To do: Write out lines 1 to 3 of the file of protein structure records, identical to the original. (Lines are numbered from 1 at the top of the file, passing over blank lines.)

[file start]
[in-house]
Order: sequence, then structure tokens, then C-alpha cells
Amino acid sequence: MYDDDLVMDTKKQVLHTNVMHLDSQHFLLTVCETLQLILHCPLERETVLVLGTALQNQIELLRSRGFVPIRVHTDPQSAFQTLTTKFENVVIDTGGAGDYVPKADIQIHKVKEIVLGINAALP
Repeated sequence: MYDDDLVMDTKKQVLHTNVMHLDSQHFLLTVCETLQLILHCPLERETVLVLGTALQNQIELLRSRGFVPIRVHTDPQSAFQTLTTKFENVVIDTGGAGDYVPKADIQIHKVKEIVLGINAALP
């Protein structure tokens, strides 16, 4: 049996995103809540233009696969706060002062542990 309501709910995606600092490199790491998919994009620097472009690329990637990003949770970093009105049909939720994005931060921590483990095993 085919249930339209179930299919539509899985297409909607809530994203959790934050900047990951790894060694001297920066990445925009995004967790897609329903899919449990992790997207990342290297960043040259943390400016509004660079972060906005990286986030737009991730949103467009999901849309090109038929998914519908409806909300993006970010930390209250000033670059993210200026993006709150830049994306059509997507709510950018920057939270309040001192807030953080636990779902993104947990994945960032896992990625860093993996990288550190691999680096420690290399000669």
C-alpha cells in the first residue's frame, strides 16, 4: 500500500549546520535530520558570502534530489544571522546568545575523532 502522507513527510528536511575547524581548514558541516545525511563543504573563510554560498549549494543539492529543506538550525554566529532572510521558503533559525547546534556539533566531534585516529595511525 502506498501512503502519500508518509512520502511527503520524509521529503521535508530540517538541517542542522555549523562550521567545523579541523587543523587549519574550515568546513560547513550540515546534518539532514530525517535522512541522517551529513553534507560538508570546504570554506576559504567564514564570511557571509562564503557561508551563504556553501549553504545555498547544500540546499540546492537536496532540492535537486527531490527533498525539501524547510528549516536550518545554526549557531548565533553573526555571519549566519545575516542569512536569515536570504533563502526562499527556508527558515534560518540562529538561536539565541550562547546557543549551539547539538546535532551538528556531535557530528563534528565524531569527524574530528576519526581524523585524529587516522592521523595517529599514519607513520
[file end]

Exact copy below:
[in-house]
Order: sequence, then structure tokens, then C-alpha cells
Amino acid sequence: MYDDDLVMDTKKQVLHTNVMHLDSQHFLLTVCETLQLILHCPLERETVLVLGTALQNQIELLRSRGFVPIRVHTDPQSAFQTLTTKFENVVIDTGGAGDYVPKADIQIHKVKEIVLGINAALP